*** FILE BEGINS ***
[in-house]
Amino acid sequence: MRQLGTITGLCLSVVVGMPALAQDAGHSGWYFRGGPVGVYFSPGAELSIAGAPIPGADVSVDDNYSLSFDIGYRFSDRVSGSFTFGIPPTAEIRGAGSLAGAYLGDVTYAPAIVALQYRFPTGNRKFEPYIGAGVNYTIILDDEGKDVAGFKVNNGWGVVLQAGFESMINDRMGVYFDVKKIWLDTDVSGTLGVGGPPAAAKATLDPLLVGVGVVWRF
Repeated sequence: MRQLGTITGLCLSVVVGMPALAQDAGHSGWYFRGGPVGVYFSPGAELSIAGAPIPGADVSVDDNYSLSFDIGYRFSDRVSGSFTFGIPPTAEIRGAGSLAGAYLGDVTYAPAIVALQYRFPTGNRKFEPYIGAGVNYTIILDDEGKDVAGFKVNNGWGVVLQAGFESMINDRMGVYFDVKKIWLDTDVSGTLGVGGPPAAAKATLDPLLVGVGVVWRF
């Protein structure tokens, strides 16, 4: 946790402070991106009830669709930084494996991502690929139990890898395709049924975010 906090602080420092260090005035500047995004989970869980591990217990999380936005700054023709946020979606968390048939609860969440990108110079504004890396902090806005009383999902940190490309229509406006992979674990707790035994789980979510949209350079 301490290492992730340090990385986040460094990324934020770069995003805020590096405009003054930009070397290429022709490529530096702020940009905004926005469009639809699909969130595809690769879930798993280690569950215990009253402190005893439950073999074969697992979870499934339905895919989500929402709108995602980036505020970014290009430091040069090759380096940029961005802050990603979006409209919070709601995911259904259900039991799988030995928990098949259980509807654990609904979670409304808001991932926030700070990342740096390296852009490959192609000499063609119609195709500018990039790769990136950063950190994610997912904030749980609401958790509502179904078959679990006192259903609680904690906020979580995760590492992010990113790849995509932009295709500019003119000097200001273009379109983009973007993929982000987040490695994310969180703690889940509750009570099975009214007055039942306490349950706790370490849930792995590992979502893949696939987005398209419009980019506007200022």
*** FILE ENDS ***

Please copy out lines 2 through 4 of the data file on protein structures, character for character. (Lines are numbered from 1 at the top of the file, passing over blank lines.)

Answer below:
Amino acid sequence: MRQLGTITGLCLSVVVGMPALAQDAGHSGWYFRGGPVGVYFSPGAELSIAGAPIPGADVSVDDNYSLSFDIGYRFSDRVSGSFTFGIPPTAEIRGAGSLAGAYLGDVTYAPAIVALQYRFPTGNRKFEPYIGAGVNYTIILDDEGKDVAGFKVNNGWGVVLQAGFESMINDRMGVYFDVKKIWLDTDVSGTLGVGGPPAAAKATLDPLLVGVGVVWRF
Repeated sequence: MRQLGTITGLCLSVVVGMPALAQDAGHSGWYFRGGPVGVYFSPGAELSIAGAPIPGADVSVDDNYSLSFDIGYRFSDRVSGSFTFGIPPTAEIRGAGSLAGAYLGDVTYAPAIVALQYRFPTGNRKFEPYIGAGVNYTIILDDEGKDVAGFKVNNGWGVVLQAGFESMINDRMGVYFDVKKIWLDTDVSGTLGVGGPPAAAKATLDPLLVGVGVVWRF
């Protein structure tokens, strides 16, 4: 946790402070991106009830669709930084494996991502690929139990890898395709049924975010 906090602080420092260090005035500047995004989970869980591990217990999380936005700054023709946020979606968390048939609860969440990108110079504004890396902090806005009383999902940190490309229509406006992979674990707790035994789980979510949209350079 301490290492992730340090990385986040460094990324934020770069995003805020590096405009003054930009070397290429022709490529530096702020940009905004926005469009639809699909969130595809690769879930798993280690569950215990009253402190005893439950073999074969697992979870499934339905895919989500929402709108995602980036505020970014290009430091040069090759380096940029961005802050990603979006409209919070709601995911259904259900039991799988030995928990098949259980509807654990609904979670409304808001991932926030700070990342740096390296852009490959192609000499063609119609195709500018990039790769990136950063950190994610997912904030749980609401958790509502179904078959679990006192259903609680904690906020979580995760590492992010990113790849995509932009295709500019003119000097200001273009379109983009973007993929982000987040490695994310969180703690889940509750009570099975009214007055039942306490349950706790370490849930792995590992979502893949696939987005398209419009980019506007200022």